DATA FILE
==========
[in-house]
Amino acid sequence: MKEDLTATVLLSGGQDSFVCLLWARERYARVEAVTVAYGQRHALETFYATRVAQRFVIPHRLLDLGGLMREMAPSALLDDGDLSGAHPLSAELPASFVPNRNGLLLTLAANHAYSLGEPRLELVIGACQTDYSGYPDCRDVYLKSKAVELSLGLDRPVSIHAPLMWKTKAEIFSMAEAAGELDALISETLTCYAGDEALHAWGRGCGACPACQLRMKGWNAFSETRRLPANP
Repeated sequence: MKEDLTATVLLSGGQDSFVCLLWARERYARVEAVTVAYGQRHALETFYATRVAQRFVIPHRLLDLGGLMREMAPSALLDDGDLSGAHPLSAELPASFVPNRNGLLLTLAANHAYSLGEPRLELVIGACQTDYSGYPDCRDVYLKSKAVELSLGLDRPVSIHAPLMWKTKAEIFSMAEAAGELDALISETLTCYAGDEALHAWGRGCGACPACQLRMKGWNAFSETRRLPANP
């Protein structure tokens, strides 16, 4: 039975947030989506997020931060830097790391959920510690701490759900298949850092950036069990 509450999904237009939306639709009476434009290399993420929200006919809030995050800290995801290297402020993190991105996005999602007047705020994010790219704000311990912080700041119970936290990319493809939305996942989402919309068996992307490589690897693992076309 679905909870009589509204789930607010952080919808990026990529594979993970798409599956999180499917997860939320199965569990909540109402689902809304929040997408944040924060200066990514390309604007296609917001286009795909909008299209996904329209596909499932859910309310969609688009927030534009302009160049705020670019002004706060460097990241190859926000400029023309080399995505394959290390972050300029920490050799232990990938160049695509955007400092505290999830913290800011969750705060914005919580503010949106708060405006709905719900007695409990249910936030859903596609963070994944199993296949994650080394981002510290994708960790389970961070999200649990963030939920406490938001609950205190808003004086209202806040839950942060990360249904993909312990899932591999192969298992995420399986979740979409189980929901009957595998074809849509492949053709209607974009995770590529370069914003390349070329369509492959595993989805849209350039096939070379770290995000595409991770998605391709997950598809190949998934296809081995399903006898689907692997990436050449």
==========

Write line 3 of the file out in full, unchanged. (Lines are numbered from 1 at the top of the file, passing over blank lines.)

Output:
Repeated sequence: MKEDLTATVLLSGGQDSFVCLLWARERYARVEAVTVAYGQRHALETFYATRVAQRFVIPHRLLDLGGLMREMAPSALLDDGDLSGAHPLSAELPASFVPNRNGLLLTLAANHAYSLGEPRLELVIGACQTDYSGYPDCRDVYLKSKAVELSLGLDRPVSIHAPLMWKTKAEIFSMAEAAGELDALISETLTCYAGDEALHAWGRGCGACPACQLRMKGWNAFSETRRLPANP